The goal for any level swimmer, especially in the off-season, should be to really zone in on technique so when the season does start and the volume starts to increase the technique happens naturally.  This type of training will make you much faster as a swimmer and it will help to protect your shoulders and help to reduce the risk of shoulder injury through your swimming and/or triathlon career.  Many swimmers do not enjoy doing drills and beating the technique into their heads, but it makes life much easier in the long run.  Even though this type of training can be very tedious, it will really help to give you the muscle memory necessary to keep those shoulders safe and it will help your mental training as well.  These drills can be difficult and they take a lot of focus, so doing these drills after a hard set is always a good idea.  Normally in a hard speed set the first thing to go out the window is technique.  By doing these drills as recovery from a hard set, you are reminding your body of what it should be doing.  This will help your body remember the technique more effectively and it will train you to keep your mental focus even when you are tired and are suffering.  The common technical flaws described are not necessarily things that all people do and sometimes people will develop shoulder pain from other parts of the stroke not discussed in this series.  The goal of this post is to pin point a few key areas to focus on that I have seen cause shoulder pain in many swimmers in the recovery and entry portion of the stroke.  There are other points in the stroke to consider that may cause shoulder pain and injuries that I will be covering in future blog posts.  Some people are lucky and may make these errors and will never get a shoulder problem.  Other people are unlucky and may do everything perfect but the repetition of the stroke alone is enough to cause this type of pain.  Whichever category you fall under, it is always best to practice proper technique to help prevent these injuries and to increase stroke efficiency.  The best thing that you can do to make sure that you have safe, efficient technique is to get a video analysis of your stroke.  This way you have a coach look at you and tell you what looks good and what needs work and best of all you get to see it in action!  This is a service that I offer and you can get more information on this by contacting me by commenting on this post or by checking out my website  Most local coaches should offer this service as well and it will really help improve your stroke!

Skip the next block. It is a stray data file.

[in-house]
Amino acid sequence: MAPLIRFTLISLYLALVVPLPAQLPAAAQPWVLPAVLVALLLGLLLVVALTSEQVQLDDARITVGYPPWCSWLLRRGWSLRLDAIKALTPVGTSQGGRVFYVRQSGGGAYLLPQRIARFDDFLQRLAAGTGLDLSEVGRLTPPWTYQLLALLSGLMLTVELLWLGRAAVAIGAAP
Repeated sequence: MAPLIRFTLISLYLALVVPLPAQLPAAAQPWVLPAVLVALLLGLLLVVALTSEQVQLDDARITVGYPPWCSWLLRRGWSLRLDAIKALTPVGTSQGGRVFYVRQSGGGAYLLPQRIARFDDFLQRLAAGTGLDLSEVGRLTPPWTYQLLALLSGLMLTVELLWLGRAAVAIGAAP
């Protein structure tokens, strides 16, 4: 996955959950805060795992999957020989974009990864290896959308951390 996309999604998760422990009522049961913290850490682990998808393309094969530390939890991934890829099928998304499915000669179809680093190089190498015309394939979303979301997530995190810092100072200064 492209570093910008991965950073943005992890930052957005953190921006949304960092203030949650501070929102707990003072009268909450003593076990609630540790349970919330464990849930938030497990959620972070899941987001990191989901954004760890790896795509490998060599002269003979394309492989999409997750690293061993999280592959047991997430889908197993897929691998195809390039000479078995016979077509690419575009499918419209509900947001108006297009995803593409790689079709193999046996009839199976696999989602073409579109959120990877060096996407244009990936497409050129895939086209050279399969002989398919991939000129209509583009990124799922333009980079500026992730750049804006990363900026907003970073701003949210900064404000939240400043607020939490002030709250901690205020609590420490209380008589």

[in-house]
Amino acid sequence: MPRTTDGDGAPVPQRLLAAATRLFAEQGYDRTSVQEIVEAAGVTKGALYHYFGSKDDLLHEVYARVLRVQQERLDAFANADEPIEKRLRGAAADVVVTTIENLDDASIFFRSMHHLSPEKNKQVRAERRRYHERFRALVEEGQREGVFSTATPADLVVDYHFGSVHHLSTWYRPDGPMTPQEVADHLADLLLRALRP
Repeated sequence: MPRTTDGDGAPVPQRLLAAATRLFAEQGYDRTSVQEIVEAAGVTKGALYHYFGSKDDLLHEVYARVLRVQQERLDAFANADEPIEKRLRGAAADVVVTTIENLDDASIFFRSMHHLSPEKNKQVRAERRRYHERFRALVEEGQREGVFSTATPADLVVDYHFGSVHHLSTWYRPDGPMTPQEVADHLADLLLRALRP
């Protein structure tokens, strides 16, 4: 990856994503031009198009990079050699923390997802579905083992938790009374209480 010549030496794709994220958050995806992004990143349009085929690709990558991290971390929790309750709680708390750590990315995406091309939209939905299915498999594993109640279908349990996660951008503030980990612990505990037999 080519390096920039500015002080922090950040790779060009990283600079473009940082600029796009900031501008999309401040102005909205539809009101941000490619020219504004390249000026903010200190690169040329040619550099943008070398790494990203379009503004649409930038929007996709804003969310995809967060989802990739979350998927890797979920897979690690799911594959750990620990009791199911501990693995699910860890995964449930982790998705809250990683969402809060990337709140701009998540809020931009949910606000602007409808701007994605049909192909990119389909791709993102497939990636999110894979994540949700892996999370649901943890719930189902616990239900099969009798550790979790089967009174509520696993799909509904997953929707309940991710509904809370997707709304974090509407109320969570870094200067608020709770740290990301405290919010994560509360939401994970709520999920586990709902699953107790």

I hope that you found this series helpful in providing you with guidelines to a safe and efficient recovery and entry for the freestyle stroke!  Make sure you practice all the drills seen in this series as much as you can to really make the technique second nature.  You will be swimming faster and pain-free before you know it!  Be sure to check back for our post on dry-land exercises that will help prevent injuries in swimming and make you a faster swimmer.

Stay safe out there!